on the poem "Tae Sister Jean".
she was across the sea in the USA having been posted there as a
Salvation Army Officer. Joe was her husband and Rose and Lily their
two children. Isabel was another sister and Ethel her daughter.
Isabel's husband had died young so is not mentioned in the poem.
Early on in the century Isabel had gone to Boston to bring Jean
home but instead landed up being a Salvation Army officer and serving
1 The minister was the Rev. J.D. McKenzie, known as "Blin Bob".
He was known as Blin Bob because whenever he was talking to a "toff"
he did not recognise the ordinary member of his congregation. Died
about 1920. His wife was a Nairn, the family of which had a large
linoleum company in Kirkcaldy. She only came to Aboyne for four
weeks in a year. When her husband died, in the 1930's she built
Doraveh, over the bridge.
2 "A hoose jist owre the brig". Six sons and two sons-in-law
went to war from there. This was the house at the very end of the
bridge called Wellhouse. James and Jessie Cattanach lived there
and had a grocers shop. They had a family of seven sons and seven
daughters. The queen once stopped at the shop and bought 'pandrops'.
The family were know to royalty because Jessie looked after the
house on the edge of the Queens Loch. Two sons were killed in the
war. Henry who died on 29/10/14 aged 22 years and George who died
on 26/7/16 aged 21 years. They
served in the 2nd and 7th battalions of the Gordon Highlanders respectively
and are buried in France. In the 1920's and 30's this was the meeting
place of the boys and girls of Birse and Aboyne.
"Alberta" Just off Golf Road, on Formaston Park. This
was the home of the Middletons. Seven went to war and three were
killed. The boys immigrated to Canada together and came back in
Canadian regiments to fight and die in the war. Archibald Middleton,
49th Batt Canadian E.F., (Killed 10/10/1916). Charles D Middleton,
8th Batt. Canadian E.F. (Killed 14/6/1916) and John Middleton, 1st
Canadian Mounted Rifles (Killed 7/4/1917).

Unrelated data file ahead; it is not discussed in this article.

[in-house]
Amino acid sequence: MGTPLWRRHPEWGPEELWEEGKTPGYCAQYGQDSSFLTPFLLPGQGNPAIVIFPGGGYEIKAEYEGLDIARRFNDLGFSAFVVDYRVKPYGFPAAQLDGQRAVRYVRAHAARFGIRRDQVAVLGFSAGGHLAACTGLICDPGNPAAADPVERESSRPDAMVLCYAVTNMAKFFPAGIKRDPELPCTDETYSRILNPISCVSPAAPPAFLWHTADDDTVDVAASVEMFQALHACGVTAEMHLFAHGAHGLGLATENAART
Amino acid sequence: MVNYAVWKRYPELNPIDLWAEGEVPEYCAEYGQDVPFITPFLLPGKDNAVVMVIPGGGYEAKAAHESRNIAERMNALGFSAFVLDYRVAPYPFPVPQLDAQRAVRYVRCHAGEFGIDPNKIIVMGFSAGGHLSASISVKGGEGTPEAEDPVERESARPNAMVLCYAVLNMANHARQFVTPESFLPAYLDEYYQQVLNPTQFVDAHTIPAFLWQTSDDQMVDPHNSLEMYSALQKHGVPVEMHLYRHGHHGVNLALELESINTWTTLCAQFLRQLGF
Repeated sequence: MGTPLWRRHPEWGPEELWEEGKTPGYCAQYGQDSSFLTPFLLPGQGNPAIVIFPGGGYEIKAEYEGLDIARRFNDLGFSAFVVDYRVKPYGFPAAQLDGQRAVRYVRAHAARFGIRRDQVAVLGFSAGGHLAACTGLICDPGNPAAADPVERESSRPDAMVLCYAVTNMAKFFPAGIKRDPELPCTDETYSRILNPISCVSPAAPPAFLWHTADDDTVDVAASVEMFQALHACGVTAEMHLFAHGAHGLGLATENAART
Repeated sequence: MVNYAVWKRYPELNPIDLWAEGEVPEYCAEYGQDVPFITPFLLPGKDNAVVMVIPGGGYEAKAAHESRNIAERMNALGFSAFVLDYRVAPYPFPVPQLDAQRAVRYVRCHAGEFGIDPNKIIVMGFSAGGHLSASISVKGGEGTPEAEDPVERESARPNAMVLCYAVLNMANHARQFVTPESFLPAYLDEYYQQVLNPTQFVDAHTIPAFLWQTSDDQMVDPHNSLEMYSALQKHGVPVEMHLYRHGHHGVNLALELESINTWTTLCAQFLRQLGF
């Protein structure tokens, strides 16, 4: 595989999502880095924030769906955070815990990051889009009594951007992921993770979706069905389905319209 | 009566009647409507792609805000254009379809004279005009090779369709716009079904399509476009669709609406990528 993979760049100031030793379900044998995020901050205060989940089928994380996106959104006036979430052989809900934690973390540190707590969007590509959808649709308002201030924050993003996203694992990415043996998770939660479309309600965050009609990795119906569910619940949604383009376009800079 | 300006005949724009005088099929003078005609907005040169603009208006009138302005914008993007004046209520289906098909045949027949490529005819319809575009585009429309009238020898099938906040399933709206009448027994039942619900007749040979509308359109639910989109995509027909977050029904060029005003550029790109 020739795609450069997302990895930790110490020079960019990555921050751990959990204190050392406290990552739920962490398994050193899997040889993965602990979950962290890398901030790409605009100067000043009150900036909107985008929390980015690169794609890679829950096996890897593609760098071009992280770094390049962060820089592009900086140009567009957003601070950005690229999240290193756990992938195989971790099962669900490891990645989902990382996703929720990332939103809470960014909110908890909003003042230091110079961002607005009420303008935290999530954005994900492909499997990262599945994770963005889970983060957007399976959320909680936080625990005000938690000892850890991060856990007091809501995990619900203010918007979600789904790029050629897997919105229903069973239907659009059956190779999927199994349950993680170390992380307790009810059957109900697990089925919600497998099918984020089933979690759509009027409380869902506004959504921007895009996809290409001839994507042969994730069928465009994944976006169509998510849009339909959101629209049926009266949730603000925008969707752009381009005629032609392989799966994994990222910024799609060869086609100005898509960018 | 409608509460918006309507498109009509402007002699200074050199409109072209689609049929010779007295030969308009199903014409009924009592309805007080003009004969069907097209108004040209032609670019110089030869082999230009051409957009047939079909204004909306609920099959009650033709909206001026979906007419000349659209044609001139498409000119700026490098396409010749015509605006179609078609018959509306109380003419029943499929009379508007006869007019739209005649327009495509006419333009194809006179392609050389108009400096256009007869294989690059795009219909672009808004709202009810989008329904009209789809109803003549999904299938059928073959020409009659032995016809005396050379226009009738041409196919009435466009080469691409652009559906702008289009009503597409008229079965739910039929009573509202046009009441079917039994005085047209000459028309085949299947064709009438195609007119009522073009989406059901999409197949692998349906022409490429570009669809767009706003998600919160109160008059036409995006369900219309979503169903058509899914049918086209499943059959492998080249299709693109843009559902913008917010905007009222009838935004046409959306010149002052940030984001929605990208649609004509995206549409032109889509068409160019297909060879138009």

War Memorial - three Middleton loons
"There's fower o' oors" There were four Buchan loons that
went to war. Two were killed, Albert Buchan (Killed 23/4/1917 aged
27) and Ralph Buchan (Killed 27/6/1916 aged 20), two survived. The
two survivors were Harry, who became manager of Kennerty Milk in
Aberdeen, and Marshall.
War Memorial - twa Buchan loons
"Zepp'lins" One came across Aberdeen in 1914.
"Admiral Beatty" David Beatty, 1st Earl (1871-1916) British
Admiral in World War 1. He commanded a cruiser squadron 1912-1916
and bore the brunt of the Battle of Jutland 1916. In 1916 he became
commander of the Fleet and in 1918 received the surrender of the
German fleet. At the Battle of Jutland he said: "There's something
wrong with our bloody ships today". He was considered a hero
when this poem was written and was considered so into the 1920's
but by modern day standards he would only be a third rate admiral.
"Lion and Tiger". HMS Lion and HMS Tiger were battlecruisers,
They were big, and they were fast but were so lightly armed that
they were deemed utter failures. Our poet believed our own propaganda
when he wrote that verse. They both fought at the Battle of Dogger
Bank in January 1915 and at the Battle of Jutland, 31 May and 1
June 1916. Neither of the ships was capable of putting up a fight
against the German ships, at both of these battles both ships suffered
damage. We don't know what happened to HMS Lion but HMS Tiger was
sold for scrap in 1932.
"Vacant chair" This would have been son Ralph who was